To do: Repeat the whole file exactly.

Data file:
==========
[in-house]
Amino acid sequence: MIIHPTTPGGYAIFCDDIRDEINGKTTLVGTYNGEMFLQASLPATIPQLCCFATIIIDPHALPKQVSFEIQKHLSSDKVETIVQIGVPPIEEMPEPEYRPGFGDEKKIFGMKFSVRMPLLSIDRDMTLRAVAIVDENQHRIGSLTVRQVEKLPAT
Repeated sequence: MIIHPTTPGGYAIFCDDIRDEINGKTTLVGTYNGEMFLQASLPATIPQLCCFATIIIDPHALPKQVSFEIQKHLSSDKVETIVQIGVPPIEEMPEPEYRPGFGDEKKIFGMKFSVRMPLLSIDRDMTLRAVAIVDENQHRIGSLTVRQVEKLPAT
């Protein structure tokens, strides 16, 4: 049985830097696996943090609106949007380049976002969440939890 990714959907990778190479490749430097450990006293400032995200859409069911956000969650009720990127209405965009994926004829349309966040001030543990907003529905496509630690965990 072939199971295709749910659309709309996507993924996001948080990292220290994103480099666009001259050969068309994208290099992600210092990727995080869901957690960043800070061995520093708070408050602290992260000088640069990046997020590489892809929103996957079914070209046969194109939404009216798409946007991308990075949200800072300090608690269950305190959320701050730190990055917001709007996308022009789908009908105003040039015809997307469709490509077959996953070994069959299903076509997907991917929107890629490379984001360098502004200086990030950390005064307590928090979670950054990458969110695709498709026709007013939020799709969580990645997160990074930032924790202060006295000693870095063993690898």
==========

[in-house]
Amino acid sequence: MIIHPTTPGGYAIFCDDIRDEINGKTTLVGTYNGEMFLQASLPATIPQLCCFATIIIDPHALPKQVSFEIQKHLSSDKVETIVQIGVPPIEEMPEPEYRPGFGDEKKIFGMKFSVRMPLLSIDRDMTLRAVAIVDENQHRIGSLTVRQVEKLPAT
Repeated sequence: MIIHPTTPGGYAIFCDDIRDEINGKTTLVGTYNGEMFLQASLPATIPQLCCFATIIIDPHALPKQVSFEIQKHLSSDKVETIVQIGVPPIEEMPEPEYRPGFGDEKKIFGMKFSVRMPLLSIDRDMTLRAVAIVDENQHRIGSLTVRQVEKLPAT
């Protein structure tokens, strides 16, 4: 049985830097696996943090609106949007380049976002969440939890 990714959907990778190479490749430097450990006293400032995200859409069911956000969650009720990127209405965009994926004829349309966040001030543990907003529905496509630690965990 072939199971295709749910659309709309996507993924996001948080990292220290994103480099666009001259050969068309994208290099992600210092990727995080869901957690960043800070061995520093708070408050602290992260000088640069990046997020590489892809929103996957079914070209046969194109939404009216798409946007991308990075949200800072300090608690269950305190959320701050730190990055917001709007996308022009789908009908105003040039015809997307469709490509077959996953070994069959299903076509997907991917929107890629490379984001360098502004200086990030950390005064307590928090979670950054990458969110695709498709026709007013939020799709969580990645997160990074930032924790202060006295000693870095063993690898």